The foregoing micro-bits of the expanded styrene-polymer or expanded polyolefin are more fully described in my allowed copending application Ser. No. 833,644 (patent on which is expected to issue in April 1980) page 1 line 3 to page 3 line 21 and page 4 line 18 to page 5 line 28. The preparation of those micro-bits is described in that application Ser. No. 833,644 page 3 line 22 to page 4 line 17 and page 6 line 6 to page 9 line 7 and Examples 1 and 2 to page 15 line 21 and page 16 line 3 to page 20 line 22. These just above-identified portions of application Ser. No. 833,644 are incorporated herein by reference as if they appear written out in full herein.

The method of this invention is variously applicable as seen in the filtering and improving of liquids. That is done, for example, by admixing a filtration effective amount of particulate polymer foam such as any of the styrene-polymer or polyolefin micro-bits into the liquid containing material to be removed by filtration and then passing the resulting mixture through a filter medium, e.g., a filter cloth or filter paper or even through a bed of any of these expanded polymer micro-bits.

Illustrating more specifically, 473.2 cubic centimeters (i.e. cc.) of tap water in Matawan, N.J., was filtered through a Whatman No. 2 filter paper into a clean 946.3 cc. Mason jar which then was tightly sealed. Then 0.4 grams of the expanded polystyrene micro-bits were wetted with about 20 cc. of the Matawan tap water and admixed with about 473.2 cc. more of the tap water and then filtered through another Whatman No. 2 filter paper into a similar second clean, 946.3 cc. Mason jar and tightly sealed.

A week later a slight yellow haze was noted in the first jar, but the water (which had been admixed with the expanded polystyrene micro-bits) in the second jar still was perfectly clear. The yellow haze in the first jar increased in amount and in density with later settling to the bottom of the jar during observation over a period of three months. Yet the water that had been filtered through the polystyrene micro-bits into the second jar still was perfectly clear.

This example thus shows that the particulate polymer foam, such as the expanded polystyrene micro-bits, serves also to remove apparently invisible dissolved material as well as even possibly invisible suspended organic material from the water and thereby leaving it free from otherwise growth prone organic material even after long standing.

The expanded polystyrene micro-bits used in the foregoing filtration example can be replaced in part or as a whole by micro-bits of any other expanded styrene-polymer (as described in application Ser. No. 833,644 page 2 line 3 to page 3 line 8) and of any of the expanded polyolefins (identified earlier above) and then on repeating all of the steps included in, and following the filtration, in the foregoing example each such resulting other example provides filtration results correspondingly similar to those as obtained in that earlier example. These respective corresponding additional examples are to be considered as if presented herein in completely written out form, to avoid making this specification prolix.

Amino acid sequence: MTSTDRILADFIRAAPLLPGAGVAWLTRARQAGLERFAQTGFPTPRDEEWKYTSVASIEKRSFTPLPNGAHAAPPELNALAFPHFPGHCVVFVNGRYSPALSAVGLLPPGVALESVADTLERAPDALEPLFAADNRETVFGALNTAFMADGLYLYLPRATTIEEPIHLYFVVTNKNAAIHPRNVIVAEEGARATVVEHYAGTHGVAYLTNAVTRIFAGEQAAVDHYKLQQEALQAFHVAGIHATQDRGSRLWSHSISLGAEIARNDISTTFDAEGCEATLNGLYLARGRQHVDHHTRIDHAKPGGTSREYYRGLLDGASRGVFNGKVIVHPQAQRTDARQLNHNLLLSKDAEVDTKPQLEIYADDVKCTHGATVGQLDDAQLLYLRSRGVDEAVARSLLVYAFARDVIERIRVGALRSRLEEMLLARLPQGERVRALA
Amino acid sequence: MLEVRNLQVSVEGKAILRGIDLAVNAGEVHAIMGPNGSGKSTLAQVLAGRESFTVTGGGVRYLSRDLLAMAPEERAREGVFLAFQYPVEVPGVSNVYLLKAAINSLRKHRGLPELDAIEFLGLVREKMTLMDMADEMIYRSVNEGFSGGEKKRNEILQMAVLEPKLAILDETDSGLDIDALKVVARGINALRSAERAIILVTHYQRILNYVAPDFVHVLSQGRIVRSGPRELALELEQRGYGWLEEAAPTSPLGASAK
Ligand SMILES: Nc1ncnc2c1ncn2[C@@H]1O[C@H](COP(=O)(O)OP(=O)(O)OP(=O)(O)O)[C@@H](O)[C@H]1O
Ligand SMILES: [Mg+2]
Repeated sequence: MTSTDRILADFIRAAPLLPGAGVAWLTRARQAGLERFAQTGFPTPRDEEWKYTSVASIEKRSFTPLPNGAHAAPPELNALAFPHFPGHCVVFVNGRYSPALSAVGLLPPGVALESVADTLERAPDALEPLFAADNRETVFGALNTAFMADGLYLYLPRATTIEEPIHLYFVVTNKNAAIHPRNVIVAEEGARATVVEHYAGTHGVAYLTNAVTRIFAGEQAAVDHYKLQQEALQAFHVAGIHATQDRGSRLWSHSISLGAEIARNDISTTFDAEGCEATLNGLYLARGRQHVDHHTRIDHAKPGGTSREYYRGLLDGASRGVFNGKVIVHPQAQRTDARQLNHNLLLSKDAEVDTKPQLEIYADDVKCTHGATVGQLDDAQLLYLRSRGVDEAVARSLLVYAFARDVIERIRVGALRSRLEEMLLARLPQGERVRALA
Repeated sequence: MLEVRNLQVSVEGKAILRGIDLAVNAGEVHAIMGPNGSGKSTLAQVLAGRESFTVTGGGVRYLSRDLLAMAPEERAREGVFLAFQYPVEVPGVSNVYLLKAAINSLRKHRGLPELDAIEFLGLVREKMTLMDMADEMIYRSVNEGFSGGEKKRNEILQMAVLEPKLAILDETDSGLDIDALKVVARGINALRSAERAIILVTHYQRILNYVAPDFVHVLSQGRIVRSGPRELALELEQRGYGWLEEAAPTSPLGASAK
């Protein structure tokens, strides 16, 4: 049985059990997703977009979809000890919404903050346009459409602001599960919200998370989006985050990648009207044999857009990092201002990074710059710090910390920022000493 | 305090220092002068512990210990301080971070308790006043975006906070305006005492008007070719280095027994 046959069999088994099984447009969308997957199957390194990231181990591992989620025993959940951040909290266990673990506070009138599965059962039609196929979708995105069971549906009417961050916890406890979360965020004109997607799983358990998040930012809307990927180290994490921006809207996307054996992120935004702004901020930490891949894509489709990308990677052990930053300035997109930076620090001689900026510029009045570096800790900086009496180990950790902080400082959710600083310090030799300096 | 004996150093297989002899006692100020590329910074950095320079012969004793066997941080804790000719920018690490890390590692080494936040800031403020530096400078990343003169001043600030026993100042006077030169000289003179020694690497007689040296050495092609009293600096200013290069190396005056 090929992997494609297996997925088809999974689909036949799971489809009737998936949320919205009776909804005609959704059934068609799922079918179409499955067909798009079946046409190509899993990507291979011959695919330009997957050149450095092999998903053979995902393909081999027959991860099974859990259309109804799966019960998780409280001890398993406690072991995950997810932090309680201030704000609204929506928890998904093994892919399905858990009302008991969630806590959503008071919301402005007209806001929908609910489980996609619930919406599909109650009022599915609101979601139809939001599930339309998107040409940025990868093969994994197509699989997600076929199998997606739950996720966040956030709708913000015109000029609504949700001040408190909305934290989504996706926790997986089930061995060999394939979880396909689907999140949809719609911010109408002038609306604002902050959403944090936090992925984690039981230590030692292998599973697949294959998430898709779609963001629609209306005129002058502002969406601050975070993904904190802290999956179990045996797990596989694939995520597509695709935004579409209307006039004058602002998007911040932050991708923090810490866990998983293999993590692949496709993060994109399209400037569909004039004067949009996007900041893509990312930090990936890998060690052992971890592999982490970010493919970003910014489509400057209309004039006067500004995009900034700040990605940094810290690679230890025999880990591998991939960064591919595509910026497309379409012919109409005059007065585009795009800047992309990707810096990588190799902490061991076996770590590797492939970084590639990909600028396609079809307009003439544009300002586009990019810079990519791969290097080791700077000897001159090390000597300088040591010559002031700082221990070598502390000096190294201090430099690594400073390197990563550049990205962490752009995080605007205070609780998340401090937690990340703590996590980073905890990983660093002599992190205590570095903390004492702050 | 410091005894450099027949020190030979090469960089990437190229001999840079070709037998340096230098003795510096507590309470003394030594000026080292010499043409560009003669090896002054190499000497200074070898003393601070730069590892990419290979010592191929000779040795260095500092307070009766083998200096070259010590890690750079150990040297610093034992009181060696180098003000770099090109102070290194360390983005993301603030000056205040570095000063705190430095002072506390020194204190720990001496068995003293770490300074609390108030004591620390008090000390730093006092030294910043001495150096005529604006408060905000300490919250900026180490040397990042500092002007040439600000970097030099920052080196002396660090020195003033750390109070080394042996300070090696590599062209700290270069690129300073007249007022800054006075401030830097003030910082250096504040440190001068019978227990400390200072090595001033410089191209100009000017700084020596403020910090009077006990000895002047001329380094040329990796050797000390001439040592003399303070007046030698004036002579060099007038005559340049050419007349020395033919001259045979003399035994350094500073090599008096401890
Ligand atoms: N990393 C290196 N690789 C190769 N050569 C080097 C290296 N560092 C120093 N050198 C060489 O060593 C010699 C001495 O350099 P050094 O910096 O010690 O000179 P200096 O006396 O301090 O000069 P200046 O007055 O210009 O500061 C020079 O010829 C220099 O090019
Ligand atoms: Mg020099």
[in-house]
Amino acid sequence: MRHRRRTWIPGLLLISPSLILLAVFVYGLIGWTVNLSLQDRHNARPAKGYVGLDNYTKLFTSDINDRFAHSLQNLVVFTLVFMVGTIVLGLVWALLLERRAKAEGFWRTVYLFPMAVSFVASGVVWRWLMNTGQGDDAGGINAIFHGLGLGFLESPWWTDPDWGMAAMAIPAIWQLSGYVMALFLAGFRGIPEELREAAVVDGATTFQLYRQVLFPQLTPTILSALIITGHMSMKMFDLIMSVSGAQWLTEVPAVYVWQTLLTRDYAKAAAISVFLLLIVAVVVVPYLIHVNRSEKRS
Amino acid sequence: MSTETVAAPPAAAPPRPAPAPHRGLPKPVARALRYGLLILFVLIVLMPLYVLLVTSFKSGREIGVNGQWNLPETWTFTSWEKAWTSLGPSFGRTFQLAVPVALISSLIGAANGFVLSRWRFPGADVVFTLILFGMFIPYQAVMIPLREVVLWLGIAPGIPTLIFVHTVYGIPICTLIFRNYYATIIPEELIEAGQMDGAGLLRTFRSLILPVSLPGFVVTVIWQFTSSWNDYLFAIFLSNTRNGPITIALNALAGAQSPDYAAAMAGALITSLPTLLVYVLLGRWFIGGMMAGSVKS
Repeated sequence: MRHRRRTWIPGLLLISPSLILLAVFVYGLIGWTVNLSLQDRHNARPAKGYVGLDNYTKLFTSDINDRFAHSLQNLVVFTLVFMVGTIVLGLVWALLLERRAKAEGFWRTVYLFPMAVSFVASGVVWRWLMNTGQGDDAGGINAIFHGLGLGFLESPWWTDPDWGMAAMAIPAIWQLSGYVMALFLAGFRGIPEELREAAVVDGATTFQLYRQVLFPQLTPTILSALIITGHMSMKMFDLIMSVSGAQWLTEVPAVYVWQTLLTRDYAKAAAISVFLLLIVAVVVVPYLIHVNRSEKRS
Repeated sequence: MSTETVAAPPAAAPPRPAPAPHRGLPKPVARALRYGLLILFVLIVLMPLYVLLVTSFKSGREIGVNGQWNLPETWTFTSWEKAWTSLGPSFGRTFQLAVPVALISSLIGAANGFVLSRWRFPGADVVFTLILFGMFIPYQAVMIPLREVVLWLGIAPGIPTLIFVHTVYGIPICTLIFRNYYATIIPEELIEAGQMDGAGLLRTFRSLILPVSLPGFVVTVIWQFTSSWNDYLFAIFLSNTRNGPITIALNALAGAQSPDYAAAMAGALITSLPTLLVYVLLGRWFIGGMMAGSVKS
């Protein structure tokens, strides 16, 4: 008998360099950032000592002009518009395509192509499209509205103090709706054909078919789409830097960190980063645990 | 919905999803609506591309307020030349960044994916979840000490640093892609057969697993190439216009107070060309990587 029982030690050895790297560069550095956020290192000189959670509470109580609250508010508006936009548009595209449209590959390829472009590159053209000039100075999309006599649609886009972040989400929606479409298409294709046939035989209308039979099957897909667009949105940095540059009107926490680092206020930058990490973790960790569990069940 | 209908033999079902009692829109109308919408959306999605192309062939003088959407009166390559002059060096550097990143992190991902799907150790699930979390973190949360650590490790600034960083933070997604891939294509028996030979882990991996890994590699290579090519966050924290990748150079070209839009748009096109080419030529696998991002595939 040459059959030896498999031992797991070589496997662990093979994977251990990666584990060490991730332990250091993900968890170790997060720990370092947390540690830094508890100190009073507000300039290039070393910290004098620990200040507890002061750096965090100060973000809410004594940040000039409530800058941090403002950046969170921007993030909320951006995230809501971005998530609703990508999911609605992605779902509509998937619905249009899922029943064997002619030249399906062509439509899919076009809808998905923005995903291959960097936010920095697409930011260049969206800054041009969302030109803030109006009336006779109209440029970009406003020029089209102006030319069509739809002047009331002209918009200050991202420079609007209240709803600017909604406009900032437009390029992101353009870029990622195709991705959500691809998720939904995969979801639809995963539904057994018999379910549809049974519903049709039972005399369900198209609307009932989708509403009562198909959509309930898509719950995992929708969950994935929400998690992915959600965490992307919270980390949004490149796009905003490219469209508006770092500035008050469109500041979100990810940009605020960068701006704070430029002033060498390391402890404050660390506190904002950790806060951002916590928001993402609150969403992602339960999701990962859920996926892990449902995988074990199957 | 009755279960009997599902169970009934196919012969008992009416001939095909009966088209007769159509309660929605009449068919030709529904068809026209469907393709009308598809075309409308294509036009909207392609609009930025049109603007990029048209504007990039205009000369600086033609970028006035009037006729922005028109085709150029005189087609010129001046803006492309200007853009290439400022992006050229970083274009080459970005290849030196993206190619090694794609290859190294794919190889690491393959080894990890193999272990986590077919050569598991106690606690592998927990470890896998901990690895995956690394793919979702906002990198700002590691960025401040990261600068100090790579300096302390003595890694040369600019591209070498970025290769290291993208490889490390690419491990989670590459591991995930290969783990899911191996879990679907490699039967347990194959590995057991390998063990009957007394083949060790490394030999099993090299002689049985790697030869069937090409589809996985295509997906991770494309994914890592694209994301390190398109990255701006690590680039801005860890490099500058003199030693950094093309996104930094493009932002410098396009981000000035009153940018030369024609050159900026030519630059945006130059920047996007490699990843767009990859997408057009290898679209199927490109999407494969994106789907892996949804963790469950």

The resulting filter cake of the particulate polymer foam, e.g., of any of the expanded styrene-polymer micro-bits and also of any of the expanded polyolefin micro-bits burns without leaving any residue other than that of any non-combustible material removed from the filtered liquid and thus held inter-mixed in the filtered out polymer residue. If such non-combustible material is desired, e.g., for re-use or its value, it can be recovered by burning the filter cake containing that material.

While the invention has been explained by the detailed description of certain specific embodiments of it, it is understood that various modifications and substitutions may be made within the scope of the appended claims which are intended also to cover equivalents of these embodiments.

Patent Citations
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Classifications
U.S. Classification210/778, 210/503, 428/402
International ClassificationB01D39/16, D21H17/57, B29B13/10, C02F1/28, B29B9/00, C08J3/12, B01D39/04, B29B17/04, B01D37/02
Cooperative ClassificationB01D2239/10, C08J2375/04, B29B17/0404, B01D37/02, B29L2031/14, B01D39/1653, C02F1/28, B01D39/04, C02F1/285, B29B13/10, B29K2105/04, B29B9/00, C08J3/12, D21H17/57, B01D39/1676
European ClassificationC02F1/28, B01D39/04, B01D37/02, B01D39/16F2, C02F1/28F, C08J3/12, B29B13/10, D21H17/57, B29B9/00, B01D39/16D4, B29B17/04C